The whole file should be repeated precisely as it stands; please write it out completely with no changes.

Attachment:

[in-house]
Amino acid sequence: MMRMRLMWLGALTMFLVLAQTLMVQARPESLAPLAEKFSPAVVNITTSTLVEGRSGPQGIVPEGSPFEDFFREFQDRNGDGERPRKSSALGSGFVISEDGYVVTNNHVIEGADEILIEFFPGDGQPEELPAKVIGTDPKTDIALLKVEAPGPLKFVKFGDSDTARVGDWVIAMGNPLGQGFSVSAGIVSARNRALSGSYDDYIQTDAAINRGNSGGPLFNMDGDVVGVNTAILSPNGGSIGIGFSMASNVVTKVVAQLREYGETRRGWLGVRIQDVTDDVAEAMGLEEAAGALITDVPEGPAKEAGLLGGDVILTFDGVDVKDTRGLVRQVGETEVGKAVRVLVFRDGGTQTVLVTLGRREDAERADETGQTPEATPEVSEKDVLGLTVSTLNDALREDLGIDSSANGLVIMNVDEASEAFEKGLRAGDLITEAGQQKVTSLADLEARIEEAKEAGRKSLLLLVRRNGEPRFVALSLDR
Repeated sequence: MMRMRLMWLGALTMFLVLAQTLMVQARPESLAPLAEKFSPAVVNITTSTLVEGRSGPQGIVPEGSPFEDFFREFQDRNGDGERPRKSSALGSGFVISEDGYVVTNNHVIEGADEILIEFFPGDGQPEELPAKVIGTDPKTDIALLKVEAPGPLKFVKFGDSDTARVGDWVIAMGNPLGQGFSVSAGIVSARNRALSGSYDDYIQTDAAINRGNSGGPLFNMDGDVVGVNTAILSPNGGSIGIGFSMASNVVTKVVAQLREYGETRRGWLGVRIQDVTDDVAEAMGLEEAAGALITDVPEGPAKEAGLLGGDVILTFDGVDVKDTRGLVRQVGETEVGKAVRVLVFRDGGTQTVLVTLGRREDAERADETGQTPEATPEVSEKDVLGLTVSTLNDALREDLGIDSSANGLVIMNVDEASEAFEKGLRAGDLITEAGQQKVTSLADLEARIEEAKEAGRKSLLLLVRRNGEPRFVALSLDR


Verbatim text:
[in-house]
Amino acid sequence: MMRMRLMWLGALTMFLVLAQTLMVQARPESLAPLAEKFSPAVVNITTSTLVEGRSGPQGIVPEGSPFEDFFREFQDRNGDGERPRKSSALGSGFVISEDGYVVTNNHVIEGADEILIEFFPGDGQPEELPAKVIGTDPKTDIALLKVEAPGPLKFVKFGDSDTARVGDWVIAMGNPLGQGFSVSAGIVSARNRALSGSYDDYIQTDAAINRGNSGGPLFNMDGDVVGVNTAILSPNGGSIGIGFSMASNVVTKVVAQLREYGETRRGWLGVRIQDVTDDVAEAMGLEEAAGALITDVPEGPAKEAGLLGGDVILTFDGVDVKDTRGLVRQVGETEVGKAVRVLVFRDGGTQTVLVTLGRREDAERADETGQTPEATPEVSEKDVLGLTVSTLNDALREDLGIDSSANGLVIMNVDEASEAFEKGLRAGDLITEAGQQKVTSLADLEARIEEAKEAGRKSLLLLVRRNGEPRFVALSLDR
Repeated sequence: MMRMRLMWLGALTMFLVLAQTLMVQARPESLAPLAEKFSPAVVNITTSTLVEGRSGPQGIVPEGSPFEDFFREFQDRNGDGERPRKSSALGSGFVISEDGYVVTNNHVIEGADEILIEFFPGDGQPEELPAKVIGTDPKTDIALLKVEAPGPLKFVKFGDSDTARVGDWVIAMGNPLGQGFSVSAGIVSARNRALSGSYDDYIQTDAAINRGNSGGPLFNMDGDVVGVNTAILSPNGGSIGIGFSMASNVVTKVVAQLREYGETRRGWLGVRIQDVTDDVAEAMGLEEAAGALITDVPEGPAKEAGLLGGDVILTFDGVDVKDTRGLVRQVGETEVGKAVRVLVFRDGGTQTVLVTLGRREDAERADETGQTPEATPEVSEKDVLGLTVSTLNDALREDLGIDSSANGLVIMNVDEASEAFEKGLRAGDLITEAGQQKVTSLADLEARIEEAKEAGRKSLLLLVRRNGEPRFVALSLDR